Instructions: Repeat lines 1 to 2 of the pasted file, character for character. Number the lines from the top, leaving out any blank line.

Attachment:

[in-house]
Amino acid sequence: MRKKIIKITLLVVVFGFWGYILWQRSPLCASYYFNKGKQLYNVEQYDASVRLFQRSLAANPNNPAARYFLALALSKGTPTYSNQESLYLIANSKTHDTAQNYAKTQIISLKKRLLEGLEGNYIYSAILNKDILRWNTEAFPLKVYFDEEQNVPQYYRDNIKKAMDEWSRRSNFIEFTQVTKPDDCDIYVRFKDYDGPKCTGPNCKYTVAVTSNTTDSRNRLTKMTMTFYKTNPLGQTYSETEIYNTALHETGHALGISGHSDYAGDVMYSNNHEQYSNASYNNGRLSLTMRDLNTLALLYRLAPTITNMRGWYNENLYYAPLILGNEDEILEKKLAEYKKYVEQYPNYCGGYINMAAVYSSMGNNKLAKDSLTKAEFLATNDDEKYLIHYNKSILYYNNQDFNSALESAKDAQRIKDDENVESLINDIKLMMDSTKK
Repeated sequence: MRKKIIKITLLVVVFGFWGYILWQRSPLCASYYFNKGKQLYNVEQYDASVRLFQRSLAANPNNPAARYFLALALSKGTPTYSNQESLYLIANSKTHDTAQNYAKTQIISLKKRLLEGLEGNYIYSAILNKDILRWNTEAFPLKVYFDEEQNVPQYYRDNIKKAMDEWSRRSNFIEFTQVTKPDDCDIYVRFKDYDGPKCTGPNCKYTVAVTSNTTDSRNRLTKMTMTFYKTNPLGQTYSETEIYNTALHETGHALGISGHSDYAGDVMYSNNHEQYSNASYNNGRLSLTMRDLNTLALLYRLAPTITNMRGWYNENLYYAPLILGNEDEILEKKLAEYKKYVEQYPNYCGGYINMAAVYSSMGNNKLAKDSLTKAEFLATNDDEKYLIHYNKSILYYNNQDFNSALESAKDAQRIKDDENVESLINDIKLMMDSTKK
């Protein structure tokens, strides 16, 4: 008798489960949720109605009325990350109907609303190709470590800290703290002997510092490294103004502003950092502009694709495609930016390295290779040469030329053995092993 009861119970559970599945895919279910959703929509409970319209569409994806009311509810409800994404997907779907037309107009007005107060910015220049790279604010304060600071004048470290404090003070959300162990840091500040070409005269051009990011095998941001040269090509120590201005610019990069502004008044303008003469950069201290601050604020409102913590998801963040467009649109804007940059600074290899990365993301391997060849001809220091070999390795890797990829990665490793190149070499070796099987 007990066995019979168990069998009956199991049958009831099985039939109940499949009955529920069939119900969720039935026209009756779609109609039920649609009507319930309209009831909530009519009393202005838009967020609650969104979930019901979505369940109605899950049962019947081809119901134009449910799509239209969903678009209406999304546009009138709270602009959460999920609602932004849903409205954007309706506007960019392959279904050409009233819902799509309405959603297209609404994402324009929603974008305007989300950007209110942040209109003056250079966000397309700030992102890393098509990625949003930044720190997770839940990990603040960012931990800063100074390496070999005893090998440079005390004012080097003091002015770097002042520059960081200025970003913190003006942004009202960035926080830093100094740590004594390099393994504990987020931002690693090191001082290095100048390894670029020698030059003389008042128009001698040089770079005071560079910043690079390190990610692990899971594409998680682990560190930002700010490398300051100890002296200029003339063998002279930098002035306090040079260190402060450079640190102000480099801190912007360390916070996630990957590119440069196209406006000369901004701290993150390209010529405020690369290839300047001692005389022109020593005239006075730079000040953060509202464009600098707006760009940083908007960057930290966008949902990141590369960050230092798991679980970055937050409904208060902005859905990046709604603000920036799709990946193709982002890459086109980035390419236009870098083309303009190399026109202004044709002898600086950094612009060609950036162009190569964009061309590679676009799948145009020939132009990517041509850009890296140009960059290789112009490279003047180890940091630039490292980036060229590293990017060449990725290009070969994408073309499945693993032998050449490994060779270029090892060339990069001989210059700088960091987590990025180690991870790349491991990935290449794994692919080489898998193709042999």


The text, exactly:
[in-house]
Amino acid sequence: MRKKIIKITLLVVVFGFWGYILWQRSPLCASYYFNKGKQLYNVEQYDASVRLFQRSLAANPNNPAARYFLALALSKGTPTYSNQESLYLIANSKTHDTAQNYAKTQIISLKKRLLEGLEGNYIYSAILNKDILRWNTEAFPLKVYFDEEQNVPQYYRDNIKKAMDEWSRRSNFIEFTQVTKPDDCDIYVRFKDYDGPKCTGPNCKYTVAVTSNTTDSRNRLTKMTMTFYKTNPLGQTYSETEIYNTALHETGHALGISGHSDYAGDVMYSNNHEQYSNASYNNGRLSLTMRDLNTLALLYRLAPTITNMRGWYNENLYYAPLILGNEDEILEKKLAEYKKYVEQYPNYCGGYINMAAVYSSMGNNKLAKDSLTKAEFLATNDDEKYLIHYNKSILYYNNQDFNSALESAKDAQRIKDDENVESLINDIKLMMDSTKK